- Pakistan - Sectarian violence - shiite
Gunmen open fire on Shiites in Pakistan bus ambush
At least 18 Shiite Muslims were killed and eight wounded in Pakistan Tuesday when gunmen opened fire on a bus travelling to the northern city of Gilgit, in what local officials described as a sectarian attack.
AFP - Sectarian gunmen ambushed a bus on Tuesday, killing 18 Shiite Muslims in a usually peaceful region of northern Pakistan that neighbours the former Taliban stronghold of Swat, officials said.
The bus was stopped, before passengers were ordered off and shot in the mountainous district of Kohistan as it travelled from Rawalpindi, the city where Pakistan's army is headquartered, to the northern city of Gilgit.
"Armed men hiding on both sides of the road attacked the bus," local police chief Mohammad Ilyas said.
"Eighteen people have died and eight wounded," he added.
The ambush happened near the town of Harban, 130 miles (208 kilometres) north of the capital Islamabad.
Survivors said seven or eight gunmen stopped the bus, forced the passengers to get off and then opened fire, regional administration chief Khalid Omarzai told AFP by telephone, confirming the casualty numbers.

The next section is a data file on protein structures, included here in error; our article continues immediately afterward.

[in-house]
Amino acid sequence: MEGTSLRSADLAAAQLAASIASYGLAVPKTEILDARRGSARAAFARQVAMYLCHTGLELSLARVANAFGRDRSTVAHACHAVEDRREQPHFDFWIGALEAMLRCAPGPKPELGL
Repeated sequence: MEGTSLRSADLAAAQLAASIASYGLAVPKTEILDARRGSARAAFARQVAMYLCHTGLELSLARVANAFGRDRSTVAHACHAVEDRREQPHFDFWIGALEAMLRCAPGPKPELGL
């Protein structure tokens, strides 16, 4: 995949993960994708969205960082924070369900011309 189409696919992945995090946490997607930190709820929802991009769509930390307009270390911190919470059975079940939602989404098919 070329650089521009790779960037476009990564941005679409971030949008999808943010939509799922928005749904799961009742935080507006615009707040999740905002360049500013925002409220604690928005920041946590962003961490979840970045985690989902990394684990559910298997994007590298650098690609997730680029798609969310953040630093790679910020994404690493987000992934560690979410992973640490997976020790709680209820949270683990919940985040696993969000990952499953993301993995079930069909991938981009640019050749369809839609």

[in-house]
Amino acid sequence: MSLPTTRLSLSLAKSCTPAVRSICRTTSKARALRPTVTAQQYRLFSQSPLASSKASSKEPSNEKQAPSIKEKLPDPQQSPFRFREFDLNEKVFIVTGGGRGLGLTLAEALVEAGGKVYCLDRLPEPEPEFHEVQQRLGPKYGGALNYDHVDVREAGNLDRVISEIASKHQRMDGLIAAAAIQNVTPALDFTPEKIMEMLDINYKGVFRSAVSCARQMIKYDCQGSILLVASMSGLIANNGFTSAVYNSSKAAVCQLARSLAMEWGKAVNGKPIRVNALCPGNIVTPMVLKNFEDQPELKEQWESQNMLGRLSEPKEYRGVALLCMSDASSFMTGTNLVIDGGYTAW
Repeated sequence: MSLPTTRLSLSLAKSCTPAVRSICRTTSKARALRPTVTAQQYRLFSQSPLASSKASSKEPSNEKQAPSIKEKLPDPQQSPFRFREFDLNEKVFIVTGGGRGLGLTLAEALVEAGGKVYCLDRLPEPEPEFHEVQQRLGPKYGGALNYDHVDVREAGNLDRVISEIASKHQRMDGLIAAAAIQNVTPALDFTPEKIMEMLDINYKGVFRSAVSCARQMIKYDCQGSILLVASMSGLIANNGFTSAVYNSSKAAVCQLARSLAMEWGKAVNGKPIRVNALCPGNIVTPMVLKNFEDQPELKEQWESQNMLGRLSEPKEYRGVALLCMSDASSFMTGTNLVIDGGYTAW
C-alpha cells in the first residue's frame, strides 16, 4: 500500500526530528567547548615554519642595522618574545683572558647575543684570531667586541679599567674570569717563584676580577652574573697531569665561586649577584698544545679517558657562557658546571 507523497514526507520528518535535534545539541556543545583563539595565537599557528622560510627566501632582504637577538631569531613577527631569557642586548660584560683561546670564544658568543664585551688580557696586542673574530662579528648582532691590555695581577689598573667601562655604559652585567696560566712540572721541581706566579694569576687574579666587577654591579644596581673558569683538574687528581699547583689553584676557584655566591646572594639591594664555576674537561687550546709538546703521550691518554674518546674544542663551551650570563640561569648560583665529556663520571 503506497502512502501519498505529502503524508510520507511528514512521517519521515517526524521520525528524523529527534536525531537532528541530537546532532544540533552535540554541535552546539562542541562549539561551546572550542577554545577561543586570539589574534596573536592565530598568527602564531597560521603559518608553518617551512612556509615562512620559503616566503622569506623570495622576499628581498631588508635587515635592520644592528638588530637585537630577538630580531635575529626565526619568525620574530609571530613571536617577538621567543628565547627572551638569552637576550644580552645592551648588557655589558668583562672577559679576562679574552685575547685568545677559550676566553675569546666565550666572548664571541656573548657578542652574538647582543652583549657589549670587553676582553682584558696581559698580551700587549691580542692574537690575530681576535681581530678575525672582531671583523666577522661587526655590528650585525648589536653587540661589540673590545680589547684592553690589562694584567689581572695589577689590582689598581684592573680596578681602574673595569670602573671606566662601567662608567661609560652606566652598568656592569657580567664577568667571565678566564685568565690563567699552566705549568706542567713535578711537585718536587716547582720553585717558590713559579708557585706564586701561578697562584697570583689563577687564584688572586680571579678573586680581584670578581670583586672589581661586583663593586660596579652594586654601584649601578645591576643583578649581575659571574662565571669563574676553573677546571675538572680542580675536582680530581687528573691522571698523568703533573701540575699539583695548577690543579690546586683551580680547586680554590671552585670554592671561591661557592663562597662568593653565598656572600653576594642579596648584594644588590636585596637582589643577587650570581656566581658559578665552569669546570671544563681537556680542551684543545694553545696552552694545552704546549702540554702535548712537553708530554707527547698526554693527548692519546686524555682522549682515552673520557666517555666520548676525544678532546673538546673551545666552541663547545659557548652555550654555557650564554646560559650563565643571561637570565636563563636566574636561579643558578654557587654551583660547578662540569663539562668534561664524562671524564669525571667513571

"It appears to be a sectarian attack," local MP Abdul Sattar Khan said.
"Its a remote area. We are getting reports that the gunmen forced people to get off the bus. They checked their papers and shot them dead," he told AFP.
The victims were Shiite Muslims, he said. "It could be the outcome of the murder of two Sunni Muslims a few days ago in Gilgit. The people of the area had vowed they would take revenge," Khan added.
Human rights groups have heavily criticised the Pakistani government for failing to crackdown on sectarian violence between the country's majority Sunni and minority Shiite Muslim communities that has killed thousands.
Authorities were slow to confirm the motive and insisted Islamist militants are not active in the area. Kohistan borders the Swat valley, where Pakistan in 2009 managed to put down a two-year Taliban insurgency.
Omarzai told AFP that he could not immediately confirm whether it was a sectarian attack, saying that the police were investigating.
Three bombs have targeted Pakistan's northwest in recent days, raising fears that violence linked to a Taliban insurgency directed against a government allied to the US-led war against terror is again on the rise.
More than 530 bomb attacks have killed around 4,900 people across Pakistan since government troops in July 2007 stormed a mosque in Islamabad where Islamist extremists were holed up, provoking a local Taliban-led insurgency.